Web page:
AN ENTRYWAY should feel like an appetizer on your way to the main course,” said New York City interior designer Laura Krey, one of the many designers who wonder at the neglect this key room often endures.
“You must figure out how to define an area that will welcome you and your guests.”
Rugs, wallpaper and seats can delineate where walls don’t. We asked pros like Ms. Ayres for the irksome decorating gaffes they see most frequently, and for their seasoned advice on what to do instead.
1. The Family Dump
“Life happens—shoes, bags, jackets and umbrellas get tossed by the front door without a second thought,” said Amanda Khouri, co-founder of design firm Murray Khouri in Nashville. That includes the detritus that Covid has littered our lives with, such as masks and sanitizers. Kristen Peña, of San Francisco’s K Interiors, noted that while we must stay safe, “it’s important that your entry has a more-welcome, less-E.R. feel.”
Instead: Take stock of your habits and clutter and you’ll be able to designate a place for everything without sacrificing beauty, said Ms. Khouri. Are your ever-present water bottle and yoga mat adding visual noise? Tuck them in large fat-weave baskets placed beneath a console or a closed storage piece such as an antique sideboard. To corral Covid supplies, said Ms. Peña, add a good-looking lift-top box to the entry table. Another solution, care of New Orleans designer Maureen Stevens: Ikea’s Hemnes shoe cabinet, easily made more stylish by changing the hardware or adding color and pattern with a stencil or even wallpaper.
2. Fugly Rugs
One of the best ways to ruin the view of the beautiful room beyond your entry is “a huge, industrial-strength, waterproof doormat that would look more suitable on a loading dock,” said Carey Karlan, of Last Detail Interiors in Darien, Conn. Puny rugs don’t work either, said Samantha Gallacher, co-founder of IG Workshop in Miami Beach. They look like sloppy floor mats and don’t stay in place, she said.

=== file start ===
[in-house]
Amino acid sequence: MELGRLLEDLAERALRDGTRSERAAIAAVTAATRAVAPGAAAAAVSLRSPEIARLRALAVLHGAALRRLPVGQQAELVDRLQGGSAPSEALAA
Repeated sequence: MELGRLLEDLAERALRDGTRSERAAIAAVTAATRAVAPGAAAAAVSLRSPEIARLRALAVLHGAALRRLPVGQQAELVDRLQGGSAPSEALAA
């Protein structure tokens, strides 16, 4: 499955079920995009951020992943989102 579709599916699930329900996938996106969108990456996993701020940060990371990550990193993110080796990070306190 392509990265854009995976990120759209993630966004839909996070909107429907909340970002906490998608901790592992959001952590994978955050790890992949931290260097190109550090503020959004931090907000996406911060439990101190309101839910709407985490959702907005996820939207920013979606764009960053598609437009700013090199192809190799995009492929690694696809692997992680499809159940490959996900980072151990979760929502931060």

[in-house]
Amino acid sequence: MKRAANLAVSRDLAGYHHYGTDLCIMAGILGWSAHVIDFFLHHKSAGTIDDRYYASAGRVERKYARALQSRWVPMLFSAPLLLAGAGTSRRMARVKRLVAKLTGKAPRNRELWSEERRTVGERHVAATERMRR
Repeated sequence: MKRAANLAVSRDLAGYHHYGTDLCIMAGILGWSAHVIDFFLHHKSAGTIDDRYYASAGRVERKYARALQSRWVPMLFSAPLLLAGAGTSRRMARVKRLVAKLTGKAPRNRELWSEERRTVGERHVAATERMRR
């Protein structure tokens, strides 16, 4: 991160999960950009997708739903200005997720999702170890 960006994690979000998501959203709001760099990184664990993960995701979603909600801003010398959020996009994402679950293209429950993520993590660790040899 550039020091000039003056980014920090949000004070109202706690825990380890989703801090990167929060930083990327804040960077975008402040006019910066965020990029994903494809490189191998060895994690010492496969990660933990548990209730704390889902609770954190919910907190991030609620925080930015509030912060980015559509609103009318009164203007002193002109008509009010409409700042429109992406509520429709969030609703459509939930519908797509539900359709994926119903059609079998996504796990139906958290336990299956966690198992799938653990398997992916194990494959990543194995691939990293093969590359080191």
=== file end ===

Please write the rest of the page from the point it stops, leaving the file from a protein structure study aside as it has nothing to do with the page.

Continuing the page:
Instead: “Large rugs in the entry make the space feel like it is designed and intended to welcome guests,” said Dallas interior designer Chad Dorsey. Ms. Gallacher suggests that the rug make a statement as well as introduce the design concept and colors reflected throughout the home. Ms. Karlan favors an Oriental rug. “The thick wool is very absorbent, they clean well, they don’t show dirt and they come in all styles, from contemporary to classic,” she said.
WINNING ENTRY In a foyer in the Pittsburgh suburbs, designer Betsy Wentz refused to play it safe. For the cabinets, she chose vivid Benjamin Moore paint colours that were then layered in lacquer by National Woodwork in Lawrence, Penn. PHOTO: CARMEL BRANTLEY
3. Puny Lights
Foyers with overly diminutive lights aggrieve Philadelphia designer Melinda Kelson O’Connor. “The entry is not the place for ambiguity or mystery. The space should make a statement.” Another hazard, New York-based Kati Curtis pointed out: inappropriately sized fixtures that get lost volumetrically in the space and create a basketball-court ambiance.